Of being on stage in front of his peers and faculty members he says, "I never would have risked something like that at home.” After London’s first summer at Explo, he returned home with a new dedication to school and a renewed focus on living life fully, which he attributes to the Explo culture. He did theatre, attended concerts, and tried stuff he had never attempted before. “Explo gave me a new confidence and drive,” he says. “Explo gave me aspiration. Aspirations frustrate me along the path, make me think of what else I can be doing, and then create drive.”

Explo gave me aspiration. Aspirations frustrate me along the path, make me think of what else I can be doing, and then create drive—that all started at Explo.

A Tragic Turn and a Welcome Change
London returned to Explo for a second summer, but this time his circumstances at home were vastly different. The night before London was set to leave for campus, his brother was killed in a car accident. Explo became a haven for London that summer in his grief. He recalls that the staff handled his process very well. “They knew and were supportive,” he says, “but they didn’t treat me weirdly. Explo gave me a chance to reset myself. Explo saved my life.”

London vividly recalls arriving at Logan Airport a week after the Program had started, and the staff member who picked him up “really got it.” He took London on a three-hour historical tour of Boston, sensing that London needed some space to think and to start to ground himself in a new place.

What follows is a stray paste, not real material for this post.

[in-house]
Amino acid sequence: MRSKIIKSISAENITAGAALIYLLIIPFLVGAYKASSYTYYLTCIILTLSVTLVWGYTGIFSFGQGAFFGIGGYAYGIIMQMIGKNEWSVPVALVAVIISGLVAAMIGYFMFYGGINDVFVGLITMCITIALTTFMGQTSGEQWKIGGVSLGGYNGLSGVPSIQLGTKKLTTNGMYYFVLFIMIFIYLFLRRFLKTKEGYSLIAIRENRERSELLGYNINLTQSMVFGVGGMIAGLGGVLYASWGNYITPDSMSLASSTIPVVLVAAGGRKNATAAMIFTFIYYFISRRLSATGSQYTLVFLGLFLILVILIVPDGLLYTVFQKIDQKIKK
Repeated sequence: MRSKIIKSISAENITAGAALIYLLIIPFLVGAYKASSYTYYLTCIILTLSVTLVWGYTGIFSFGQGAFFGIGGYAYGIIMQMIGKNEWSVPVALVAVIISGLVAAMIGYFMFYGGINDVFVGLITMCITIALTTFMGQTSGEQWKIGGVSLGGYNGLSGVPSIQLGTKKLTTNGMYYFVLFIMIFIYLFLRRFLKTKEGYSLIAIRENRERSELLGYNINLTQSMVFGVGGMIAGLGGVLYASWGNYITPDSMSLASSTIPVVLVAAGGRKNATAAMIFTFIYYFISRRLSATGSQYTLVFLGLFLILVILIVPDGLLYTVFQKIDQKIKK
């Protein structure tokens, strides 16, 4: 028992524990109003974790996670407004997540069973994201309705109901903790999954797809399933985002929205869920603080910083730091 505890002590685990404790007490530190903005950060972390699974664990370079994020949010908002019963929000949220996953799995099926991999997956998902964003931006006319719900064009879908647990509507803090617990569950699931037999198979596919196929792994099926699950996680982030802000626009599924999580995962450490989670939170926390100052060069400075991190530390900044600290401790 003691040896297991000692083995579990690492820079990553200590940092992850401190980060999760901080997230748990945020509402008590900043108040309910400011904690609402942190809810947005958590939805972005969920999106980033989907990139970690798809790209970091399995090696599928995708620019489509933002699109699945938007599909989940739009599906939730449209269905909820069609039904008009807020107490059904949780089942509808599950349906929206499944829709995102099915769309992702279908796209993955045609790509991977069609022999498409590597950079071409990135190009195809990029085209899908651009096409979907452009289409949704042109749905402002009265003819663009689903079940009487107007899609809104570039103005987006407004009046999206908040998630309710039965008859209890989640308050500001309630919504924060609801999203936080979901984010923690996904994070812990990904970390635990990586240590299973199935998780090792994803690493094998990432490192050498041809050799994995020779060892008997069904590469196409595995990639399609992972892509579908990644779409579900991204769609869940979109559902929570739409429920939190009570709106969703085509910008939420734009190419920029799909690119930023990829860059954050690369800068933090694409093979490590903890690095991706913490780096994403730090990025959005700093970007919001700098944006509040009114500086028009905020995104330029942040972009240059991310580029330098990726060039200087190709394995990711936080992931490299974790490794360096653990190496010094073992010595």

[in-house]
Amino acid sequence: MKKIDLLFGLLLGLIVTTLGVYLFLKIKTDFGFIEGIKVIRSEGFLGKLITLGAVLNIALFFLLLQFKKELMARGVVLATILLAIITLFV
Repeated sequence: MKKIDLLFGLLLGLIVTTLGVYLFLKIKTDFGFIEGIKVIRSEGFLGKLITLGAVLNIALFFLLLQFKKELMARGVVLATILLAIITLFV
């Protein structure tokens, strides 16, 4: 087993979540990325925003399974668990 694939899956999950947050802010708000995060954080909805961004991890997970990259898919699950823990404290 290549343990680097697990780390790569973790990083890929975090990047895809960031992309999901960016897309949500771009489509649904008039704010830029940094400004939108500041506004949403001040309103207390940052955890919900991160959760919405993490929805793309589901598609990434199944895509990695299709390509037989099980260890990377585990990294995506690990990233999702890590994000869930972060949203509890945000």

Explo gave me a chance to reset myself. Explo saved my life..

Aspirations Pay Off for College and Beyond
Explo represents a lot of firsts for London. His first time in the Northeast, his first girlfriend, a first kiss, and the first people he had encountered who attended Ivy League colleges. A particularly influential staff member went to the University of Pennsylvania, which inspired London to apply there early (he was accepted and matriculated the following fall), another Explo-inspired moment in time that changed London’s trajectory.

London brought his Explo lessons with him to U. Penn, and beyond. In college, he did radio and stand-up comedy, and later, when he attended Columbia Film School, he wrote and directed a 10-minute short film, Gay By Dawn, which won numerous awards.

Embracing His Inner Geek
After graduate school, London continued to make more film shorts and started dabbling in music video direction and production. He also stayed true to his comic roots, writing a remix of Miami Vice to much critical acclaim. His current venture, Geekscape, was originally developed as a place to put his work in between projects, but the brand has exploded since that iteration. What began as an online space to keep his audience engaged has become a pacemaker and a trendsetter in the market. Geekscape, a name borne out of London’s desire to “embrace his geek-dom,” is home to podcasts, interviews, and reviews on new comics, video games, movies, and more.

Geekscape is a collaboration, something he truly values in the creative process. Also highly prized is a passion for what he’s working on. “I have to be passionate about a project,” he says. “I can’t say yes to every job. I think, this is one year out of how many that I’ll have? You have to have confidence that something is worth doing. Explo gave me that boost of confidence in myself.”